There is overwhelming evidence that VEGF, TGFβ, PDGF, Notch, and other molecules that are essential for vascular formation, are also part of the cell signaling circuitry contributing to vessel maintenance and the cellular response to injury and metabolic change. However, very little is known about how different signaling pathways are integrated in the microvasculature cell program and even less is understood about how these cell communication mechanisms are challenged in diabetes.

  • Do these signaling molecules operate through the same molecular targets during development and in the adult?
  • Which molecules predominate?
  • In what order do they function in the process of vascular remodeling in response to a high-glucose environment?
  • How can we devise therapeutic approaches through manipulation of a signaling pathway without interfering with the function of other interconnected signaling mechanisms?

Dr. Arboleda-Velasquez uses novel technologies, imaging methods, and enzymes to study cell-cell and protein-protein interactions. It is widely known that catalysis depends on transient interactions between enzymes and their substrates. Scientists have recently taken advantage of this chemistry to design tools for the study of protein-protein and cell-cell interactions. These powerful methods can now be used to visualize known protein-protein interactions, to discover new protein-protein interactions in cell lysates, and even to label and measure protein-protein interactions across intercellular contacts.

Dr. Arboleda Velasquez is currently using these technologies to investigate how a diabetic environment could impact interactions of vascular cells mediated by the Notch signaling pathway. Notch proteins and their ligands help cells to communicate with each other through close range interactions, which could be impaired in diabetic patients as vessels degenerate.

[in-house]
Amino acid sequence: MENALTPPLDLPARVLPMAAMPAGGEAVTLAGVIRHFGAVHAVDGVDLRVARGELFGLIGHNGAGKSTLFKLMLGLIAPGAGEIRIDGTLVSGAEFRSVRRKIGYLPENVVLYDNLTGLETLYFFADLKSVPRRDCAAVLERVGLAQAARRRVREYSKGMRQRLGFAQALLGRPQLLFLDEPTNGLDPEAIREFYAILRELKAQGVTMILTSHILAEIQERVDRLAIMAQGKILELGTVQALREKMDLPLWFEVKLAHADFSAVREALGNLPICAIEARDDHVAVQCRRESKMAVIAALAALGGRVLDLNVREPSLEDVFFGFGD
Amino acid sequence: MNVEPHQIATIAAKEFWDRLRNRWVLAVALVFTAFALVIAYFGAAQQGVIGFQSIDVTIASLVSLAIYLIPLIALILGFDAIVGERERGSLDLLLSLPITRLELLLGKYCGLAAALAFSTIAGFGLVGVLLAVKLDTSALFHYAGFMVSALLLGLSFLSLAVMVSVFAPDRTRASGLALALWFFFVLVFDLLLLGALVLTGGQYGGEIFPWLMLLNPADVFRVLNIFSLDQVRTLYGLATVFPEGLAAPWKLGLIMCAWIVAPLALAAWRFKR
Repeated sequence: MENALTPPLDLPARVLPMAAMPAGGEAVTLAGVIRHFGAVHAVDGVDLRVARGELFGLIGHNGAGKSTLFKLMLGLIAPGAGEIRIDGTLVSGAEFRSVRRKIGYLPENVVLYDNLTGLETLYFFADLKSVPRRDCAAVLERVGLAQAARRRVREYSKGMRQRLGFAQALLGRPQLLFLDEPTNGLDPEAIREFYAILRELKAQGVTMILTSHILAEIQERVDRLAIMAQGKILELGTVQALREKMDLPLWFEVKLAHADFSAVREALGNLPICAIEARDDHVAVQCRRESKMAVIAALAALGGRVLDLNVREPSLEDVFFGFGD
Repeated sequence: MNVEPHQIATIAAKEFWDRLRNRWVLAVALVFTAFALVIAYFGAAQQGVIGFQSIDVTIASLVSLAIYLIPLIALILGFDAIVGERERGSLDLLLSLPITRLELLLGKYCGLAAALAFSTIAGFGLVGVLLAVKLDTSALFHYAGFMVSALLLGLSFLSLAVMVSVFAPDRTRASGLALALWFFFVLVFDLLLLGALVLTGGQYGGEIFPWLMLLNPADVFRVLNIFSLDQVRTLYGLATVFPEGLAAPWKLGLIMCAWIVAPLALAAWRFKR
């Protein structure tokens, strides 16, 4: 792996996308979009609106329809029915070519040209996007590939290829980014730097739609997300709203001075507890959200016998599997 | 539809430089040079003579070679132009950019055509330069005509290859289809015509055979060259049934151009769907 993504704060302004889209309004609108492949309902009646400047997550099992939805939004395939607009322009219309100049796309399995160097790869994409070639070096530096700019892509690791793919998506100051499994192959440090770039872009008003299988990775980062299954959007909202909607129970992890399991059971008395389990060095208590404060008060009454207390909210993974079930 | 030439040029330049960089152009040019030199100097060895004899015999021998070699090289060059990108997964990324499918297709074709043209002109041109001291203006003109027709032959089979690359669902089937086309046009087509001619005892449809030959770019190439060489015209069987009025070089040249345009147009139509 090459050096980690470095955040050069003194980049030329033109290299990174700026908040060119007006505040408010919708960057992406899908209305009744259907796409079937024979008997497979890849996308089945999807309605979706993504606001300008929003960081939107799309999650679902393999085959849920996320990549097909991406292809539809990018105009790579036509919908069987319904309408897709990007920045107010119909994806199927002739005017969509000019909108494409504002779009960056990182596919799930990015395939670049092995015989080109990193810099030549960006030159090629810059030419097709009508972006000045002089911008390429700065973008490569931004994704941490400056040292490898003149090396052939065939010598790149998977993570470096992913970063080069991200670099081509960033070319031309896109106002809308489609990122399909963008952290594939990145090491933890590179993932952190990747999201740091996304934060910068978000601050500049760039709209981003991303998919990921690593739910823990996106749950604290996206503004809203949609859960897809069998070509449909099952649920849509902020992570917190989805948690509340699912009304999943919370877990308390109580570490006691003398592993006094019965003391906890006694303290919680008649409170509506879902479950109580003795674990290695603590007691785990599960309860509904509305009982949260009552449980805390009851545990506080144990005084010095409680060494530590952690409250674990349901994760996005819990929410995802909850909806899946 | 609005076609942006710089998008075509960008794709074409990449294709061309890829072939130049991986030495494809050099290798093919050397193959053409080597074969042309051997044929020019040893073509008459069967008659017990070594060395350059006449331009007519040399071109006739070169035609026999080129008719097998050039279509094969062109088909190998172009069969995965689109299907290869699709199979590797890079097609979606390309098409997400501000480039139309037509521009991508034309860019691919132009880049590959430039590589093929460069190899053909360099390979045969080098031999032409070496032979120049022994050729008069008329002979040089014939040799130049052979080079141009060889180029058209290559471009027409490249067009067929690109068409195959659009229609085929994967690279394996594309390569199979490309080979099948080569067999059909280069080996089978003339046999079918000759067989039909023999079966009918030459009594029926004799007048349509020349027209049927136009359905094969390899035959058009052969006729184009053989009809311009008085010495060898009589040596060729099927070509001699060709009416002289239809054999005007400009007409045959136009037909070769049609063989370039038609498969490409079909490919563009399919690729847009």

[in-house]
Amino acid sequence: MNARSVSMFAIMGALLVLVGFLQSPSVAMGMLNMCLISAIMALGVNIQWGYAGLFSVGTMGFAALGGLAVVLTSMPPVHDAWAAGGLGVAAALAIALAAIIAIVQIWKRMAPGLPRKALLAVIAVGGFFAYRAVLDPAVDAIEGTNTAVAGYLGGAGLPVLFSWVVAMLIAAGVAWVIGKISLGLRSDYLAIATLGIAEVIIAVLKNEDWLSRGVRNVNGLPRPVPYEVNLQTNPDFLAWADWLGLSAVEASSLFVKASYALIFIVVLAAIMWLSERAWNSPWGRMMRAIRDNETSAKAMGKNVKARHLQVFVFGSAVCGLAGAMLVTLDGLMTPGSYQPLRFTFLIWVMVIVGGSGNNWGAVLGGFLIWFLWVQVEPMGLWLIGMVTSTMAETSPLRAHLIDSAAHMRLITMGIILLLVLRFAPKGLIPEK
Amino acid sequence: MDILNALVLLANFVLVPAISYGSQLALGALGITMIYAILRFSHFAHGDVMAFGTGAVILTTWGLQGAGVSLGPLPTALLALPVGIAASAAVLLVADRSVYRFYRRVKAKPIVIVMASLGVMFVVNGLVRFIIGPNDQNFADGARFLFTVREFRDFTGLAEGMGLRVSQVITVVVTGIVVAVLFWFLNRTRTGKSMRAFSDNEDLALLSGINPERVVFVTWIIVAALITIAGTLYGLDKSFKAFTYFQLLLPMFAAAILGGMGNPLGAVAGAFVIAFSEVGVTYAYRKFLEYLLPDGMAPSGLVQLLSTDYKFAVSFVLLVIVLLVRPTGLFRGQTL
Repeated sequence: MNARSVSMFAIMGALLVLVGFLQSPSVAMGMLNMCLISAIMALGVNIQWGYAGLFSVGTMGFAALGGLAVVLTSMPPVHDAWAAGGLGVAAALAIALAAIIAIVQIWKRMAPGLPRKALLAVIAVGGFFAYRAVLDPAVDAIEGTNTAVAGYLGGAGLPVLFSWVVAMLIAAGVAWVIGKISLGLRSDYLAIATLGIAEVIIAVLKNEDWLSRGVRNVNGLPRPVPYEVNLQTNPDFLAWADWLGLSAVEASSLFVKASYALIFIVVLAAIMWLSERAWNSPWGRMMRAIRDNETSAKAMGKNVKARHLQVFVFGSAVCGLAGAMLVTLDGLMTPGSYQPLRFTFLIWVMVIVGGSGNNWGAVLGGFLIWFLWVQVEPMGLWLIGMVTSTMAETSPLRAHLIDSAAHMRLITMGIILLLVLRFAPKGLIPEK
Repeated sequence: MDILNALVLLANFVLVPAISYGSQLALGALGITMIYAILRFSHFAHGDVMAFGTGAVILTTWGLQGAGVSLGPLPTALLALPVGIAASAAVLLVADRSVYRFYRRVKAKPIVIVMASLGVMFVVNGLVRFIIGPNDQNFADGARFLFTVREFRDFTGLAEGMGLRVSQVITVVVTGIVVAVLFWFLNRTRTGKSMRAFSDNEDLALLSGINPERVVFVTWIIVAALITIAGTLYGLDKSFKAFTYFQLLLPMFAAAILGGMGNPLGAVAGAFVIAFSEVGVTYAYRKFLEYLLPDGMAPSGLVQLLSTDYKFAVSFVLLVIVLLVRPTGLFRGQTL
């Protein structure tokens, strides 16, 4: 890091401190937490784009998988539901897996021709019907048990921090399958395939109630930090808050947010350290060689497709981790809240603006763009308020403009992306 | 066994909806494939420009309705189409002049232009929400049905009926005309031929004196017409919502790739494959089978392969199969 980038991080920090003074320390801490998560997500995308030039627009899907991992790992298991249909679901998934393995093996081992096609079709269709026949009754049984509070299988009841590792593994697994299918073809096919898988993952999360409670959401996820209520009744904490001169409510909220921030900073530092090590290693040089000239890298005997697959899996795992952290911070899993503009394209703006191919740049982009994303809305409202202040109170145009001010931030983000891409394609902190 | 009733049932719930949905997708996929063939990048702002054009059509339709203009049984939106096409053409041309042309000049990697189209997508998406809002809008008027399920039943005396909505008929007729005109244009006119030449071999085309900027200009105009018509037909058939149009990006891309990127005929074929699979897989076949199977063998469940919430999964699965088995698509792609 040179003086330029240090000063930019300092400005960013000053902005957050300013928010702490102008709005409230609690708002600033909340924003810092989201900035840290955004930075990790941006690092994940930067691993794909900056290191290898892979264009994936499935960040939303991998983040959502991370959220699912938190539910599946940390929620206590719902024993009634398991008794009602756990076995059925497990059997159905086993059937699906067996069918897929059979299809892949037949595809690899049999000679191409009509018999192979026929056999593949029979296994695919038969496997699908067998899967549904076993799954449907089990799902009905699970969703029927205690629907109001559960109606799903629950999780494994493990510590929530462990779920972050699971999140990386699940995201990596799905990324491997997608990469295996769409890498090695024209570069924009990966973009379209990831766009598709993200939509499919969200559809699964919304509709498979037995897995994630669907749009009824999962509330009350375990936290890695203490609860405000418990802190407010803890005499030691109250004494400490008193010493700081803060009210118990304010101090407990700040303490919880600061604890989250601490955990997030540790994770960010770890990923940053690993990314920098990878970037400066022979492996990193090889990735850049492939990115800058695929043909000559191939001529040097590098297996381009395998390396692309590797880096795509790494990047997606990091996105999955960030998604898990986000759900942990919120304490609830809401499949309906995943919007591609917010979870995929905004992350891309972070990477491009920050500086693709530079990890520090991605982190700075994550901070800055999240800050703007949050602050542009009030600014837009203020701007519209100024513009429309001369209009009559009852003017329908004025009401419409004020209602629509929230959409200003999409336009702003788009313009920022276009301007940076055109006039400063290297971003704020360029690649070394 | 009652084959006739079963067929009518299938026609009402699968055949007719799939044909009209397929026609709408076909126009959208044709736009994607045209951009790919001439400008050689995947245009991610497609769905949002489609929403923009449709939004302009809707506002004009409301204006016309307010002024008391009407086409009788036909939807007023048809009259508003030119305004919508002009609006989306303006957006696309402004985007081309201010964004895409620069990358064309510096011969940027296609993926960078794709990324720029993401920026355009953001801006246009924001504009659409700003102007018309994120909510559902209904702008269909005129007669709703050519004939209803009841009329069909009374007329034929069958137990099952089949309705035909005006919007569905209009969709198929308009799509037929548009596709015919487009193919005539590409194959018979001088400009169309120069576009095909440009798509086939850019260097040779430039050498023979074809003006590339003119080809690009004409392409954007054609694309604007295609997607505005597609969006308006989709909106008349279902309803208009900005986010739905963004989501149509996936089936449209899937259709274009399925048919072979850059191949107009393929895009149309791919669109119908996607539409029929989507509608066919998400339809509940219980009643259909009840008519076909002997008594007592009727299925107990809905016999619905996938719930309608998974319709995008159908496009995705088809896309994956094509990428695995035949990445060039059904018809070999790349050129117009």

Notch Signaling in Ischemic Cerebral Small-Vessel Disease and CADASIL

Cerebral autosomal dominant arteriopathy with subcortical infarcts and leukoencephalopathy (CADASIL) is a frequent cause of stroke and cognitive decline in adults with a family history of these conditions.

CADASIL is caused by mutations in a gene called Notch 3. The Notch 3 gene is part of a group of genes that help cells communicate with each other. Cells use these social cues from neighboring cells as useful information to make decisions regarding their fate. However, it is not clear how Notch 3 mutations lead to cell-cell miscommunication and how this leads to stroke.

Dr. Arboleda-Velasquez uses mouse models of CADASIL and culture cells derived from these animals to study how CADASIL mutations affect Notch 3 function and how normal physiology could be restored using genetic manipulations and newly developed drugs. This work may lead to the identification of novel therapeutic targets for CADASIL, as many drugs that modulate Notch signaling are currently under development for other human conditions.

Publications

Selected Publications

 View his publications on PubMed.

  1. Arboleda-Velasquez JF, Valdez CN, Marko CK, D'Amore PA. From pathobiology to the targeting of pericytes for the treatment of diabetic retinopathy.Curr Diab Rep. 2015 Feb;15(2):573.
  2. Valdez CN, Arboleda-Velasquez JF, Amarnani DS, Kim LA, D'Amore PA. Retinal microangiopathy in a mouse model of inducible mural cell loss.Am J Pathol. 2014 Oct;184(10):2618-26
  3. Arboleda-Velasquez JF, Primo V, Graham M, James A, Manent J, D'Amore PA. Notch signaling functions in retinal pericyte survival. Invest Ophthalmol Vis Sci. 2014 Jul 11;55(8):5191-9.
  4. Arboleda-Velasquez JF, Manent J, Lee JH, Tikka S, Ospina C, Vanderburg CR, Frosch MP, Rodríguez-Falcón M, Villen J, Gygi S, Lopera F, Kalimo H, Moskowitz MA, Ayata C, Louvi A, Artavanis-Tsakonas S. Hypomorphic Notch 3 alleles link Notch signaling to ischemic cerebral small-vessel disease. Proc Natl Acad Sci U S A. 2011 May 24;108(21):E128-35.
  5. Brass SD, Smith EE, Arboleda-Velasquez JF, Copen WA, Frosch MP. Case records of the Massachusetts General Hospital. Case 12-2009. A 46-year-old man with migraine, aphasia, and hemiparesis and similarly affected family members. N Engl J Med. 2009 Apr 16;360(16):1656-65.